A Multi-Scale Approach for the Control of Thermoelectric Properties in Bismuth Telluride Alloys through Laser Powder Bed Fusion

Author: ORCID icon orcid.org/0000-0002-3629-0949
Headley, Connor, Materials Science - School of Engineering and Applied Science, University of Virginia
Ma, Ji, EN-Mat Sci & Engr Dept, University of Virginia

Thermoelectric (TE) materials have garnered interest over the past several decades as a potential solution to rampant industrial heat waste due to their ability to convert between heat and electrical energy directly and reversibly. However, their widespread adoption has been hindered by their low conversion efficiency (≈5 %) and high production cost. Laser powder bed fusion (LPBF) is an additive manufacturing (AM) technique with the ability to create free form geometries through layer-by-layer construction and reduce cost through the minimization of material waste and manufacturing steps. This work summarizes a series of hierarchical approaches to leverage LPBF and purposefully affect the TE properties of bismuth telluride alloys across multiple length-scales. First, through an iterative process of augmented machine learning and experimental validation, optimized LPBF processing parameters were rapidly identified for the construction of highly dense (>99 %), crack-free Bi2Te2.7Se0.3 parts in nonstandard geometries. Second, an annealing-induced enhancement of TE efficiency was achieved, and potential mechanisms were explored. Specifically, manipulation of the point defect and charge carrier concentrations was proposed as a driver of improved electrical conductivity and Seebeck coefficient values, while simultaneous grain boundary manipulation provided the necessary pathway for a reduced thermal conductivity. Third, the ability to create intentional thermal and electrical transport behavior anisotropy was demonstrated through LPBF-induced crystallographic orientation control. Fourth, an ability to control the sign and magnitude of the Seebeck coefficient through LPBF processing parameter alterations was discovered. Possible methods for this experimental control were explored, including bismuth-rich oxide formation, matrix composition changes, and bulk porosity development. Ultimately, these studies collectively advance the control of TE properties using LPBF while providing a framework for broader AM material strategies.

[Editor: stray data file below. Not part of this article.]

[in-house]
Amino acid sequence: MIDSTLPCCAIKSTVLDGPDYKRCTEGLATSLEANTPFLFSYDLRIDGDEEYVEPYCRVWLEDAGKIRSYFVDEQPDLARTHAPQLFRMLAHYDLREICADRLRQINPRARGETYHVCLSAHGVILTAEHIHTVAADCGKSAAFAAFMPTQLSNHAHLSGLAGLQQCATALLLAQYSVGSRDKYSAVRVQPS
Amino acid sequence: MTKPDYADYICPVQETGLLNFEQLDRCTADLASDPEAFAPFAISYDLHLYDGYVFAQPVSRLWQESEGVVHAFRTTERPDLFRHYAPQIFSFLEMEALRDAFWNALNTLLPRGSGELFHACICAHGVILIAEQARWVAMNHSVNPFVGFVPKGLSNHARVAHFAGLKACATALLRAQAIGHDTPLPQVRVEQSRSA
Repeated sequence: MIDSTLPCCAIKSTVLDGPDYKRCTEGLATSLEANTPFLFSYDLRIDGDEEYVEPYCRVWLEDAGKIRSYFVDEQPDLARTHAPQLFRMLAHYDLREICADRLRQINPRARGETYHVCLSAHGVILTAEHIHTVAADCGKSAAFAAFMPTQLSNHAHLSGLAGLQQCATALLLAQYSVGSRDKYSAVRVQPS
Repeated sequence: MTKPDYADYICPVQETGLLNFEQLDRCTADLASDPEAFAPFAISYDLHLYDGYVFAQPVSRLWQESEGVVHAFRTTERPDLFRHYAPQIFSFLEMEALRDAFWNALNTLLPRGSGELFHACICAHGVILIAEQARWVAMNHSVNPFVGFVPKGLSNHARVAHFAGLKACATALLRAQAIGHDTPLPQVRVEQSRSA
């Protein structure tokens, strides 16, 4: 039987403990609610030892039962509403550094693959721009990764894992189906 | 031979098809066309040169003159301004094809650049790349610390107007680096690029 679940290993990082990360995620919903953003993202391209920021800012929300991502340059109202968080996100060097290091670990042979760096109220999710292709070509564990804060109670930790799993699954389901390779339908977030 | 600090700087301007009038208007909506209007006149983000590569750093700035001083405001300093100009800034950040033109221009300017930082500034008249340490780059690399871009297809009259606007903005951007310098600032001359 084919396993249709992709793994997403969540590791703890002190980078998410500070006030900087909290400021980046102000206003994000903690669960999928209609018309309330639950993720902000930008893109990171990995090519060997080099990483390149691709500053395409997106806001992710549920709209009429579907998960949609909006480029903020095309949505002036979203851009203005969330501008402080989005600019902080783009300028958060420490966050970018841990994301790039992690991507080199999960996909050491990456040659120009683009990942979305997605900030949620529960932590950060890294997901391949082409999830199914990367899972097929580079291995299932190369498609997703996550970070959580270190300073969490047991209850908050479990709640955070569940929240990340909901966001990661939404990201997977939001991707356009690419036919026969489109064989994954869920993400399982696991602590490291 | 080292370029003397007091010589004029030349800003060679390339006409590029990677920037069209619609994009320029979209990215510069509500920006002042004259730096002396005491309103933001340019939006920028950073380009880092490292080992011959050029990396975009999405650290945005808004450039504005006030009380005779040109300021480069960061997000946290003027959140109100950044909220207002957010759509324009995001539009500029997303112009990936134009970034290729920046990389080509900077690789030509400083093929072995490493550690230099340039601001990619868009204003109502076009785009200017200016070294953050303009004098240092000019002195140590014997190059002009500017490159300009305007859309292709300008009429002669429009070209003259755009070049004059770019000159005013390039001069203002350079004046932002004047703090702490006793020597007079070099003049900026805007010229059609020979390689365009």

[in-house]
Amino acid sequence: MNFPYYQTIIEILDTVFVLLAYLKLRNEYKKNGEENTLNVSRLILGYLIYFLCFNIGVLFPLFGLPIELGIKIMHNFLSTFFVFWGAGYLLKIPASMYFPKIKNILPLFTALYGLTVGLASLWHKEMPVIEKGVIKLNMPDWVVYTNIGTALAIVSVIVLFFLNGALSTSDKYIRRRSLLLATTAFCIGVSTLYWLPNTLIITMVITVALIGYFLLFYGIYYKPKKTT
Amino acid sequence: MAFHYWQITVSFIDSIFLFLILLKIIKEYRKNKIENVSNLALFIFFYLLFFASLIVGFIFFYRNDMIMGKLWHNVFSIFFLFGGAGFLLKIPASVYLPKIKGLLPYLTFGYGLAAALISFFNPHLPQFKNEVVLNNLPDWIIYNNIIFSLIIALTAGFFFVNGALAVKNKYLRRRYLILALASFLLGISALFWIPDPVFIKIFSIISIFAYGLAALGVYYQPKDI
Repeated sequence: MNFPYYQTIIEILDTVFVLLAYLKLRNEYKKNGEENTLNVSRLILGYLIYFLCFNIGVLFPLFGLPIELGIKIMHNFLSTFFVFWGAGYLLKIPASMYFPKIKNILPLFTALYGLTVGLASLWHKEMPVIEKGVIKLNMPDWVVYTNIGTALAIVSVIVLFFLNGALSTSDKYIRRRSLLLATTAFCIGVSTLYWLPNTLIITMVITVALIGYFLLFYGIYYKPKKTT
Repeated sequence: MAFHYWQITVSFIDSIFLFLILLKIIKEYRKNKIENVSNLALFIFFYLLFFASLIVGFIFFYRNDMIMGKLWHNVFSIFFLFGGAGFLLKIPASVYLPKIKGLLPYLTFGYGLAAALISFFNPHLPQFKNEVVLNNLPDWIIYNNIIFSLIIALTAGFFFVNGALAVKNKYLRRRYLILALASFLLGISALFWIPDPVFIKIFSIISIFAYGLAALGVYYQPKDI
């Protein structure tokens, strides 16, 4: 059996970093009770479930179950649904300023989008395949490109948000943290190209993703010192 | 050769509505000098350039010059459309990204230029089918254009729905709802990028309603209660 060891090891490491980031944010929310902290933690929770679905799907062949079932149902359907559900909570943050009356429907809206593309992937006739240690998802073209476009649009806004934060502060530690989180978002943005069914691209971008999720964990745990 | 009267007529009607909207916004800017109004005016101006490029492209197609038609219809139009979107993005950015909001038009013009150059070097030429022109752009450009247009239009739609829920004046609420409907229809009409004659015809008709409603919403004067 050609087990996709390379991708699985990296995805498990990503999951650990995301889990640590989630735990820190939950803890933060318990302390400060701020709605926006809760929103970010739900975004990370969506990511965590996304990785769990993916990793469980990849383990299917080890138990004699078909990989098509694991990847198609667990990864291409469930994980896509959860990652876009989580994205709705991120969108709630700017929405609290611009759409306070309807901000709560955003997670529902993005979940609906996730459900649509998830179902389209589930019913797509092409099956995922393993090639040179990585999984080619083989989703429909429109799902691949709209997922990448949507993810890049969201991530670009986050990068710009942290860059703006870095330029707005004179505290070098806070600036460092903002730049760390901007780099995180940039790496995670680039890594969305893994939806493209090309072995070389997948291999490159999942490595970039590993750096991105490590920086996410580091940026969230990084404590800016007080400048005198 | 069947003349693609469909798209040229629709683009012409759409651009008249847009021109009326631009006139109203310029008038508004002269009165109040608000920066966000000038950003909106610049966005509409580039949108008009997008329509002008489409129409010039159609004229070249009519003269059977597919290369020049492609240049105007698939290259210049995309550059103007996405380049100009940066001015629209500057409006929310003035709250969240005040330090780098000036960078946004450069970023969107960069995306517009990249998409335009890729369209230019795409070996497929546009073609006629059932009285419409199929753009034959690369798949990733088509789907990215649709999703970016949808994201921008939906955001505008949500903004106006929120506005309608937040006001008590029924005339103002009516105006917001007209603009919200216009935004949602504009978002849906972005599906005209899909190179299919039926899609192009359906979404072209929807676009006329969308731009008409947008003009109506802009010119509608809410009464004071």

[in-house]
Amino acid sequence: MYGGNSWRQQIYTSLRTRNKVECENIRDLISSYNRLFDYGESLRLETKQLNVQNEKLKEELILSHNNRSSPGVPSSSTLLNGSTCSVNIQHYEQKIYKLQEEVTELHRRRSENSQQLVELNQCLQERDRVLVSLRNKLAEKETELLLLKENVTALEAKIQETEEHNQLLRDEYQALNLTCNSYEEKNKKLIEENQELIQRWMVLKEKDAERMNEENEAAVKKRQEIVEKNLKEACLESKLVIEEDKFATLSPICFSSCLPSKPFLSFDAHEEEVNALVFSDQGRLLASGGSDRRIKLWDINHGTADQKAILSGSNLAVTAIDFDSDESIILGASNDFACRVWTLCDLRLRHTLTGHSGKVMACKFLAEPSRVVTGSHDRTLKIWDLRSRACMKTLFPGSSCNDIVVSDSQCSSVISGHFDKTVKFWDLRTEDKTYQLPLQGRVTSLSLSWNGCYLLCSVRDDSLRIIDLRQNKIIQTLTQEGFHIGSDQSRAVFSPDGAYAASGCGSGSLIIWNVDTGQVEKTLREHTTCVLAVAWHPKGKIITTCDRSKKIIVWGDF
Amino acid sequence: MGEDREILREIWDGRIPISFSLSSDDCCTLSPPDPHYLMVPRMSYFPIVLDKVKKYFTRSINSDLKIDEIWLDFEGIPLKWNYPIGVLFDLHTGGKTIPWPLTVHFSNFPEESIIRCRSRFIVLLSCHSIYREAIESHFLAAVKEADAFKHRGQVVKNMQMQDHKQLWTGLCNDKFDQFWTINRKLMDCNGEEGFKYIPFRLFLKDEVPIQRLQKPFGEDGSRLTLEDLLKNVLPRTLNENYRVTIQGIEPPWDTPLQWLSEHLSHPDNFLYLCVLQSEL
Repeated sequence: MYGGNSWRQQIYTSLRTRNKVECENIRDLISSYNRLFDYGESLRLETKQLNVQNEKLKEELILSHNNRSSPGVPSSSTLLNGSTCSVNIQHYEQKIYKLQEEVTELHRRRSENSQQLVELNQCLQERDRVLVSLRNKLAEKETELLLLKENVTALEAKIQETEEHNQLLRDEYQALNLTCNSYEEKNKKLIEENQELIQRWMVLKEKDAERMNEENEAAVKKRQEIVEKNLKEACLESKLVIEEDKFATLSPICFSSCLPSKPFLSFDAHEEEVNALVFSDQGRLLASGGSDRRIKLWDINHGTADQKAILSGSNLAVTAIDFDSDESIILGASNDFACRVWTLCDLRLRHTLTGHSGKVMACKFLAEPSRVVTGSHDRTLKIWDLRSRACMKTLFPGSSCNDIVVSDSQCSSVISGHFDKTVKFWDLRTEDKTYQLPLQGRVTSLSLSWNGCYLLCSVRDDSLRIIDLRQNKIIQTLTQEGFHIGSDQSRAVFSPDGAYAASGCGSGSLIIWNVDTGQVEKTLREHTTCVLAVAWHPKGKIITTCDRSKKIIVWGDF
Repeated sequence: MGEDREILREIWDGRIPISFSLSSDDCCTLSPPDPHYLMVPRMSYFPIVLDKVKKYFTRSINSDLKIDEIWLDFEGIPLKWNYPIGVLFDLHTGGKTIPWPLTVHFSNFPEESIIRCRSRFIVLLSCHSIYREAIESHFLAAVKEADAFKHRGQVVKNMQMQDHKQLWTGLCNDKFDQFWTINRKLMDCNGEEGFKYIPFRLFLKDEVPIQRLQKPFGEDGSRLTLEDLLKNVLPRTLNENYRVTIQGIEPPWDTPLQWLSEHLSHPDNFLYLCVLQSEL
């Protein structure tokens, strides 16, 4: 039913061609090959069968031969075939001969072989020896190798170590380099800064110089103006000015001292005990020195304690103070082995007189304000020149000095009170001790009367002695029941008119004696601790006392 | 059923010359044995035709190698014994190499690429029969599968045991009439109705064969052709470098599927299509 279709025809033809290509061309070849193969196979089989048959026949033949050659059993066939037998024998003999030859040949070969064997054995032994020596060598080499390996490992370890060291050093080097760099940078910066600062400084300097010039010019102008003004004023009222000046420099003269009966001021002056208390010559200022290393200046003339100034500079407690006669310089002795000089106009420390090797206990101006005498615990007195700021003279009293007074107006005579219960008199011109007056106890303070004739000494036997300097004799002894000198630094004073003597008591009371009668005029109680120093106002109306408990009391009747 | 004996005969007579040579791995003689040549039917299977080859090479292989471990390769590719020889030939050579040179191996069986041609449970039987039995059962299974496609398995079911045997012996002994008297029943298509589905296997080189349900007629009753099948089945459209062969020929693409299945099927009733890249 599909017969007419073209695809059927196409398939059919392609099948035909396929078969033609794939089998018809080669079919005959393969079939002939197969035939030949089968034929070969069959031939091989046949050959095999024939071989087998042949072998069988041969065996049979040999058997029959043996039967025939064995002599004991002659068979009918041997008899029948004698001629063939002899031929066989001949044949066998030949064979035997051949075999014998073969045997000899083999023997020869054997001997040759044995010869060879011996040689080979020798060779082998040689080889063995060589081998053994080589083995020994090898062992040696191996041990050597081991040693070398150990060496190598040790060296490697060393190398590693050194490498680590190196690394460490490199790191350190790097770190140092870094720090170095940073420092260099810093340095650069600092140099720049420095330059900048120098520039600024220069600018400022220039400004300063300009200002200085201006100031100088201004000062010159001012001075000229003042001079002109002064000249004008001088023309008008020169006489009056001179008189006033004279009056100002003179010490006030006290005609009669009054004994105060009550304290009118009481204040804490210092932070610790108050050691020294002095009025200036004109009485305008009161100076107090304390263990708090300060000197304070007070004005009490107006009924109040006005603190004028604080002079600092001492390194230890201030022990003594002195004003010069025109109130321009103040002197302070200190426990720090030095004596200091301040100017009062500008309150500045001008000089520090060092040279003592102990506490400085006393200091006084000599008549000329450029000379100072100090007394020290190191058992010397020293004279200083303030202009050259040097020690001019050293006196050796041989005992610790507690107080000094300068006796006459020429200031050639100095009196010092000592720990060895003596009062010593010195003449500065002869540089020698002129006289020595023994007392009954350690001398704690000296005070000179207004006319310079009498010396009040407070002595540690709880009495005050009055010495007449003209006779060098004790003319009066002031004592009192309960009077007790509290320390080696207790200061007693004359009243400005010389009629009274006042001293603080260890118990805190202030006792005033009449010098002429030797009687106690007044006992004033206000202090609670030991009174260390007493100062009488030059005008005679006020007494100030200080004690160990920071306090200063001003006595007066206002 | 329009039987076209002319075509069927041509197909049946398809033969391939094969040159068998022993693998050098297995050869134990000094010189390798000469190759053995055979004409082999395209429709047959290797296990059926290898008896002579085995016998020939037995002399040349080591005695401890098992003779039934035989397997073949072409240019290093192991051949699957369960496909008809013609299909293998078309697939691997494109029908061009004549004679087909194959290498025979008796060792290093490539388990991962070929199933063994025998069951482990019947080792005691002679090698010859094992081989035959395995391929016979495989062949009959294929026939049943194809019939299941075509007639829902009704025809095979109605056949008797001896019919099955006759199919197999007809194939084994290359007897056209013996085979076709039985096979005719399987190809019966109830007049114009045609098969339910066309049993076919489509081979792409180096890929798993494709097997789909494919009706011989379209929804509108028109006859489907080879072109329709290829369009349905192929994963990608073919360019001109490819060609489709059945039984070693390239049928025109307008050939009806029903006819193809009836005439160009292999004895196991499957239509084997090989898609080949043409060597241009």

PHD (Doctor of Philosophy)
Additive manufacturing, Laser powder bed fusion, Bismuth telluride, Thermoelectric materials, Machine learning, Functional properties
Sponsoring Agency:
Department of Energy (DOE Award #DE-EE0009100)
Issued Date: